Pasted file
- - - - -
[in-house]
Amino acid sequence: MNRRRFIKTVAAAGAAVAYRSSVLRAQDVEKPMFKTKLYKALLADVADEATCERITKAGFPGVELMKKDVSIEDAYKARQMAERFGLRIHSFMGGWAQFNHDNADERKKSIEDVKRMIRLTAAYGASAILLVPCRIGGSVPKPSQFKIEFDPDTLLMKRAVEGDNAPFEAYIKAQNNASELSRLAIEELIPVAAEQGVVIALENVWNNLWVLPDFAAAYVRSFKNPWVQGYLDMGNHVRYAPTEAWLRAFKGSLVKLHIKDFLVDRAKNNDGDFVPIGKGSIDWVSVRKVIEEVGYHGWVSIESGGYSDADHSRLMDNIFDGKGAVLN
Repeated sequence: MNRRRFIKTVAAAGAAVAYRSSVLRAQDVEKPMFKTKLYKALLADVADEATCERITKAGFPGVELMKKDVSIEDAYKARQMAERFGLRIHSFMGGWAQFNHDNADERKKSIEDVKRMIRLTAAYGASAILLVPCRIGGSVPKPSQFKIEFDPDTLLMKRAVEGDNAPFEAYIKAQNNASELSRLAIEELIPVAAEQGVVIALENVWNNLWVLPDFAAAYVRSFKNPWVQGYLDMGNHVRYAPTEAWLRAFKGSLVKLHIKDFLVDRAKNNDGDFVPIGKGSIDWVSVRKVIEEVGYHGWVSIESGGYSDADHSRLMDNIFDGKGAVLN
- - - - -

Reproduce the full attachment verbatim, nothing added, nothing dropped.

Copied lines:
[in-house]
Amino acid sequence: MNRRRFIKTVAAAGAAVAYRSSVLRAQDVEKPMFKTKLYKALLADVADEATCERITKAGFPGVELMKKDVSIEDAYKARQMAERFGLRIHSFMGGWAQFNHDNADERKKSIEDVKRMIRLTAAYGASAILLVPCRIGGSVPKPSQFKIEFDPDTLLMKRAVEGDNAPFEAYIKAQNNASELSRLAIEELIPVAAEQGVVIALENVWNNLWVLPDFAAAYVRSFKNPWVQGYLDMGNHVRYAPTEAWLRAFKGSLVKLHIKDFLVDRAKNNDGDFVPIGKGSIDWVSVRKVIEEVGYHGWVSIESGGYSDADHSRLMDNIFDGKGAVLN
Repeated sequence: MNRRRFIKTVAAAGAAVAYRSSVLRAQDVEKPMFKTKLYKALLADVADEATCERITKAGFPGVELMKKDVSIEDAYKARQMAERFGLRIHSFMGGWAQFNHDNADERKKSIEDVKRMIRLTAAYGASAILLVPCRIGGSVPKPSQFKIEFDPDTLLMKRAVEGDNAPFEAYIKAQNNASELSRLAIEELIPVAAEQGVVIALENVWNNLWVLPDFAAAYVRSFKNPWVQGYLDMGNHVRYAPTEAWLRAFKGSLVKLHIKDFLVDRAKNNDGDFVPIGKGSIDWVSVRKVIEEVGYHGWVSIESGGYSDADHSRLMDNIFDGKGAVLN